EROs are extremely concerned that the traditional spikes of increased electoral registration that occur before a general election will become increasingly difficult to manage, as the validation work to be done by EROs will inevitably take longer, with paper copies of the registers, rather than online copies, needing to be checked through the use of historical electoral archives. Nevertheless, the Committee must remember that there will still be immense difficulties when it comes to verifying British overseas residents who have failed to register to vote, perhaps for decades. EROs do not have the necessary training, resources or money to be responsible for carrying out the in-depth, time-consuming research that is necessary to register overseas voters who have never been present on a British voting register. Prompting new overseas voters to register might mitigate this issue in the long term, but it is important that Ministers remain conscious of this central issue, which would result from passing the Bill in its unamended form.
The Labour party seeks to encourage wider voter registration among those eligible to vote. If this legislation is passed, we believe it is important that new voters are encouraged to register to vote, and that they are made aware of their rights to vote overseas. Indeed, it is a well-known trend that overseas voters generally lack an awareness of their rights to cast a ballot. The amendment could provide EROs with the opportunity to make voters conscious of their political rights while overseas.
The 2016 survey conducted by the Electoral Commission makes it clear that there remains widespread confusion about what it means to be an overseas voter and about the criteria for eligibility. The survey found that 31% of British expats believe that receiving a UK state pension makes someone eligible to vote, and 22% believe that owning a property in the UK makes someone eligible—I winced a bit when I saw that, because I thought that somehow we were going back to a property qualification for the suffrage, but clearly that is not the case. Of those who did not vote, a lack of awareness was a common reason. Roughly one in five, or 21%, said that they did not know how to register, and 21% said that they did not know how to vote. Only 50% or respondents were aware that they can register to vote online.
In its report on the 2017 general election, the AEA noted that many overseas voters mistakenly believed that they could vote online or have their ballot papers emailed to them. Knowledge about voting eligibility is surely at the heart of our democratic society. The Government must act to inform British citizens living abroad, and in the country, about the eligibility of overseas voters. The lack of awareness certainly has the potential to create a significant barrier to casting a ballot.
My friend the hon. Member for Montgomeryshire has expressed concern about delays to the Bill, but I am also keen that we make the best of it if it goes through. Hon. Members are keen to maximise the number of overseas voters and, through this new clause, to ensure that the system works well and that as many overseas voters as possible take advantage of it.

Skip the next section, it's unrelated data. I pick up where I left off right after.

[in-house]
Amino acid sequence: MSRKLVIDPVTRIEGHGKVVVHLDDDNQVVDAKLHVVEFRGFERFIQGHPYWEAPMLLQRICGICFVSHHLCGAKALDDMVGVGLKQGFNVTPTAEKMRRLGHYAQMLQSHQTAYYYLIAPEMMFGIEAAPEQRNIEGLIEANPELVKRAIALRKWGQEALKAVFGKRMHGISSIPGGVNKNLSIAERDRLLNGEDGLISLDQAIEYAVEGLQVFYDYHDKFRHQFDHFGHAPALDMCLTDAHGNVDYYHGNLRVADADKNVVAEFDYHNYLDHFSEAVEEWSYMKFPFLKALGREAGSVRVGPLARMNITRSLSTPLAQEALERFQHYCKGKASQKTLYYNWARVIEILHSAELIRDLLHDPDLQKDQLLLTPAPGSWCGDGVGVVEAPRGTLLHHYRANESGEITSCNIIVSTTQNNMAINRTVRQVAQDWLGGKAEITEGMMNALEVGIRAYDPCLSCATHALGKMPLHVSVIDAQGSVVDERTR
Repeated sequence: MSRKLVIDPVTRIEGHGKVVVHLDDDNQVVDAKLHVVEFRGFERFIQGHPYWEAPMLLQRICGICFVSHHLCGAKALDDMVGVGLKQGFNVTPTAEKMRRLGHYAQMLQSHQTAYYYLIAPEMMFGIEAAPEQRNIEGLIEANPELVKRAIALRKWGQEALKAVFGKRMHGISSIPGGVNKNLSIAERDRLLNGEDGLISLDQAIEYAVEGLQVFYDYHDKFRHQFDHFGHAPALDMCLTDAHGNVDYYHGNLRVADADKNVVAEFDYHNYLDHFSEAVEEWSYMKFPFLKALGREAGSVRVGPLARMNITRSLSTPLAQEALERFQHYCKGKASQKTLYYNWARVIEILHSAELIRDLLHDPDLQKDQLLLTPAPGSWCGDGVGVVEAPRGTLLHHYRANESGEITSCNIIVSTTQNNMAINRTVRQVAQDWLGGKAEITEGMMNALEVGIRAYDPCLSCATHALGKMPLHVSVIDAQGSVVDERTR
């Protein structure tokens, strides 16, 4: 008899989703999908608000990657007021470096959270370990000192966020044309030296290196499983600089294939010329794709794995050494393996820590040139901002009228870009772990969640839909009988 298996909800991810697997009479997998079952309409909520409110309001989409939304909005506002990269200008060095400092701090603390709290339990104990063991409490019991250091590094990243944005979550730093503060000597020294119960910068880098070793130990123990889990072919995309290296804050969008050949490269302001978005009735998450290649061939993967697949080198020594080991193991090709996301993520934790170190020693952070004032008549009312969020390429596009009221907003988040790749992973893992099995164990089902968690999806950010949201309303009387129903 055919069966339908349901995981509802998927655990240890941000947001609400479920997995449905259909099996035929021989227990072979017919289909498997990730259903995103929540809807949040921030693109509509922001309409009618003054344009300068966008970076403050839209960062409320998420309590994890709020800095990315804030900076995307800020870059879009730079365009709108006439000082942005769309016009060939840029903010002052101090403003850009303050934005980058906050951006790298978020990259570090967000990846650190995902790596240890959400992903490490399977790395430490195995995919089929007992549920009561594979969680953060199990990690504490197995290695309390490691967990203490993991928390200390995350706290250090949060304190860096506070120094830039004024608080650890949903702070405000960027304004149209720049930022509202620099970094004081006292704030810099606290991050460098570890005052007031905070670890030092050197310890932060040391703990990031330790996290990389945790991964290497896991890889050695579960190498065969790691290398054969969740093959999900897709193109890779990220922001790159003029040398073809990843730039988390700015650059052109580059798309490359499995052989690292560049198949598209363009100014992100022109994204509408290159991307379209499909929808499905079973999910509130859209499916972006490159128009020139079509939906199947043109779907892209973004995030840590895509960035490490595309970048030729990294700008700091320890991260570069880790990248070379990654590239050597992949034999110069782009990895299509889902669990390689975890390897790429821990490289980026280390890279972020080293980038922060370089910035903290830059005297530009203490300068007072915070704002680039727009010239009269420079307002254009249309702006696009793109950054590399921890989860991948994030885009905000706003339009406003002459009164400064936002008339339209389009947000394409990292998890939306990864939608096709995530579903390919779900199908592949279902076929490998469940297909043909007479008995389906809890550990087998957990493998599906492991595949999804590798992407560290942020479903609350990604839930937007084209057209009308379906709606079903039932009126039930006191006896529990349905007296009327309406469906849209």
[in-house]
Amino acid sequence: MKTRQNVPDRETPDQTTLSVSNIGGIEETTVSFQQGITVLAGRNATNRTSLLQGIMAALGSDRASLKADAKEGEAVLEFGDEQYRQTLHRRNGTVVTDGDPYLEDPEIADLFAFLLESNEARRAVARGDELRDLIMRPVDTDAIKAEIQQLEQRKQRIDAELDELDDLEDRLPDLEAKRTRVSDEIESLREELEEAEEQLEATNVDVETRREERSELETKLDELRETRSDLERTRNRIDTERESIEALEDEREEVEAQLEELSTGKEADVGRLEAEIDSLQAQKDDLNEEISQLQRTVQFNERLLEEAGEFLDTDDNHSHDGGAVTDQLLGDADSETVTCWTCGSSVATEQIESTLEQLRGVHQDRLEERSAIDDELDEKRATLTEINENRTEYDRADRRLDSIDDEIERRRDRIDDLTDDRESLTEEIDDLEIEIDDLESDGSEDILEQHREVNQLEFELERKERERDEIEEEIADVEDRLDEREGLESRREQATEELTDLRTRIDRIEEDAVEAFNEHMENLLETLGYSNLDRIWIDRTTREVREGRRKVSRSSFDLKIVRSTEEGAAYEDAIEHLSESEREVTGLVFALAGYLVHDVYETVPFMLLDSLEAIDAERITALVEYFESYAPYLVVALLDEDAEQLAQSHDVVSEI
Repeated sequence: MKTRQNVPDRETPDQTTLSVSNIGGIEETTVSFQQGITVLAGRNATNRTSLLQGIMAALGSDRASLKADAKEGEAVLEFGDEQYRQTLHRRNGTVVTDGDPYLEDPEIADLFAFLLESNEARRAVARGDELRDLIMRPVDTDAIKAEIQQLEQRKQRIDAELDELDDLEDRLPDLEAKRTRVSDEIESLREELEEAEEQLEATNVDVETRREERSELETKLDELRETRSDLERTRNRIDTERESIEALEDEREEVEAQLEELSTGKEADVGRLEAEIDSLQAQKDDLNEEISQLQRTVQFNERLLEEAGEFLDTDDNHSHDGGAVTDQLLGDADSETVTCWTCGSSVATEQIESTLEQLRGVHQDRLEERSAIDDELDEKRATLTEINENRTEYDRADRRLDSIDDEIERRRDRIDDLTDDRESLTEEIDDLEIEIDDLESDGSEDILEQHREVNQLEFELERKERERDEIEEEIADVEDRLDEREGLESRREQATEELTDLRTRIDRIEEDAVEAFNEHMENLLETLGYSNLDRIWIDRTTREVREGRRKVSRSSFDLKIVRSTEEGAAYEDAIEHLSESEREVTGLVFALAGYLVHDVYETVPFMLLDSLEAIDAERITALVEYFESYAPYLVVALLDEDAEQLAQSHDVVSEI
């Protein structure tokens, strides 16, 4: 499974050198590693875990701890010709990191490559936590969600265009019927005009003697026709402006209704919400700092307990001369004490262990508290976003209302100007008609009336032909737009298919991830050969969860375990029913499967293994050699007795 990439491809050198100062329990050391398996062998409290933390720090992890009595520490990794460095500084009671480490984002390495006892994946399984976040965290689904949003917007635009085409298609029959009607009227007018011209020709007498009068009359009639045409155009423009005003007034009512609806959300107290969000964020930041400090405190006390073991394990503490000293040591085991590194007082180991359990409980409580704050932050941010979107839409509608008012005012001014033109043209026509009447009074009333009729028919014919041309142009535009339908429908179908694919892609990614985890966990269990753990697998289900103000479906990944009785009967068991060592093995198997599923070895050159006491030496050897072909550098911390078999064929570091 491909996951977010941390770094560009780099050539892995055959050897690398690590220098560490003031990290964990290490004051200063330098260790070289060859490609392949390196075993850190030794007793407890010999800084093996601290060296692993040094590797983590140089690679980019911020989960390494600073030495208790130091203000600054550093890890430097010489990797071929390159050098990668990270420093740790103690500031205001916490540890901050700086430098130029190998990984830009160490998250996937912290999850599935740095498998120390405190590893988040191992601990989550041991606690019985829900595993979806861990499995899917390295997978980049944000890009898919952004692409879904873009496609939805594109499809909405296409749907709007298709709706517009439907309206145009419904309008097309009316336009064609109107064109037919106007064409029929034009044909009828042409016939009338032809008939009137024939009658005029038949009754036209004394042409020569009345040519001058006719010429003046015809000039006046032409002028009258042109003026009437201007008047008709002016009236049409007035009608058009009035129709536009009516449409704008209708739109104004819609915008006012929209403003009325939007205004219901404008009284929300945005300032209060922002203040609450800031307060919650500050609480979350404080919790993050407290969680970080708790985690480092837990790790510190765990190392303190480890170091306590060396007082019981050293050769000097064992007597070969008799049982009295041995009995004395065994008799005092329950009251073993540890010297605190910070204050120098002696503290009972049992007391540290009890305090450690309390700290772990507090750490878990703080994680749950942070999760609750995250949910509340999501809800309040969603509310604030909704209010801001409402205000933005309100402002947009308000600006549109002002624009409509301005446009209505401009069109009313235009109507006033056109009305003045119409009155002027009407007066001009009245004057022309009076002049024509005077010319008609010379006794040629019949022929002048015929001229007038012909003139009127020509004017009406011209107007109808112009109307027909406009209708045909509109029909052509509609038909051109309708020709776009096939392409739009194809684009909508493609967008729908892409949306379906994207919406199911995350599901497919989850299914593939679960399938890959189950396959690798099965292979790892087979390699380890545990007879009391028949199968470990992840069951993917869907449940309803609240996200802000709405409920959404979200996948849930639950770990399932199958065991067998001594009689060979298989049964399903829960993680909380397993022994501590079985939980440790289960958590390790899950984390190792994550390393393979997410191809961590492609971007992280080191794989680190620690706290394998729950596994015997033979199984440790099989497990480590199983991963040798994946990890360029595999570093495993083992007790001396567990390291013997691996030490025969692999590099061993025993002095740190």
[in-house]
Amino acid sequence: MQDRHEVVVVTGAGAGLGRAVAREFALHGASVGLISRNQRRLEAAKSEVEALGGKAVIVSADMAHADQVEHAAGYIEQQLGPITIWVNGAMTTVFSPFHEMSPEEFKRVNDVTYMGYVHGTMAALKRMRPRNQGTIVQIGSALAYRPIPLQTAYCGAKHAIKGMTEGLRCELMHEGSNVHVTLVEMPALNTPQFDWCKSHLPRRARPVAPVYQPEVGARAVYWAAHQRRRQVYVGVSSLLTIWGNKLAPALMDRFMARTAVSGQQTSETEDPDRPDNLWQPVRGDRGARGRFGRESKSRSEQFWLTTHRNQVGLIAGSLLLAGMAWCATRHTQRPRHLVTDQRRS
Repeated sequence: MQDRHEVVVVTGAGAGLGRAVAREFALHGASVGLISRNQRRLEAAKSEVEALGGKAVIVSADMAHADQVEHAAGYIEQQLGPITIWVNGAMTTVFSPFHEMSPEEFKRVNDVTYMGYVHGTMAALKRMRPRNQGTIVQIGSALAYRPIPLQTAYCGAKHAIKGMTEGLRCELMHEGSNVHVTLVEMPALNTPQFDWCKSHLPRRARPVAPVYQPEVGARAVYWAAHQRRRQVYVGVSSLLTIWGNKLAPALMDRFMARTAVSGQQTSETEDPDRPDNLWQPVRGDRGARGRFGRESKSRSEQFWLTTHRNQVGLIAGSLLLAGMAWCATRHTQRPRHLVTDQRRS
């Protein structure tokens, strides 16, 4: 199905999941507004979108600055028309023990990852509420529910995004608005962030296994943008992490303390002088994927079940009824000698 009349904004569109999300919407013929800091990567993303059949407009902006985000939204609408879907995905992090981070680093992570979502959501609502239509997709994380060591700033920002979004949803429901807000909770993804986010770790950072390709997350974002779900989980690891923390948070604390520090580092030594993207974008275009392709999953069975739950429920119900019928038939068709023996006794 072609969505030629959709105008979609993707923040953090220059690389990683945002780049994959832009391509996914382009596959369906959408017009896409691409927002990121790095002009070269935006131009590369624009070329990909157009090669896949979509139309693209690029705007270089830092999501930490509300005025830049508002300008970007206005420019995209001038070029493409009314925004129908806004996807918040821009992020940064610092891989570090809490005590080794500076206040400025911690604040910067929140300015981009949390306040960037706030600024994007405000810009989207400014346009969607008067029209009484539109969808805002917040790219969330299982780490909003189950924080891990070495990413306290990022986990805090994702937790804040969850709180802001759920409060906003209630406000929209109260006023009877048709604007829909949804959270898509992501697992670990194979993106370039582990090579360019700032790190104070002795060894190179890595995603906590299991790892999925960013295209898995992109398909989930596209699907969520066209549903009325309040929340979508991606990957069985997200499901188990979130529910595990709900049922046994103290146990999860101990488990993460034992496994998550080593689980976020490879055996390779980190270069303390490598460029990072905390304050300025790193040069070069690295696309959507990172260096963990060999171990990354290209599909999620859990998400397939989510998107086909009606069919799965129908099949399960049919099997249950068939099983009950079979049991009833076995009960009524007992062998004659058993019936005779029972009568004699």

We believe that, by prompting newly eligible overseas voters to register, ideally before they have left the UK, we can increase awareness and engagement among newly eligible overseas voters. If the overseas voter has not yet moved and is in the process of doing so but is still in the UK, it is a lot easier to resolve any queries that the electoral registration officer might have.
Once overseas voters are made aware of their eligibility, they are much more likely to engage in voting. For example, the Electoral Commission’s overseas voter day demonstrates the power of voting education, which speaks to a point made by the hon. and gallant Member for Beckenham. The overseas awareness day took place on
Let me float a potential solution that could be trialled to improve the situation. There are many problems with the current individual electoral registration scheme. It has been costly—it is estimated by some to cost £120 million or so—yet remains ineffective and inefficient. Many thousands of voters have dropped off since it was introduced. Fifty-eight per cent. of respondents to an Electoral Commission survey supported automatic registration when a person receives their national insurance number, while 34% said people should be able to register at a polling station on the day of the poll. I am not sure I necessarily support that—it might be a little bit too late for verification—but 34% disagree with me.
Automatic registration would remove a host of administrative hurdles that currently complicate the task of registering an overseas elector. Individual electoral registration is undoubtedly problematic. At the 2015 general election, 12,800 people were turned away from polling stations, unable to vote, because they were not on the register. At the 2017 general election, that figure was more than 10,000. One of my concerns about the introduction of mandatory ID checks for people wanting to vote is that more people will be turned away or will not turn up at the polling station at all because they do not have that ID—that is probably an argument for a different day.
Many non-governmental organisations and charities, such as Bite the Ballot and Hope not Hate, regularly undertake voter registration drives, but voter registration should not be their responsibility—it should be the responsibility of the state, which should do everything it can to ensure as complete an electoral register as possible. The more complete an electoral register, the stronger and sounder our democracy.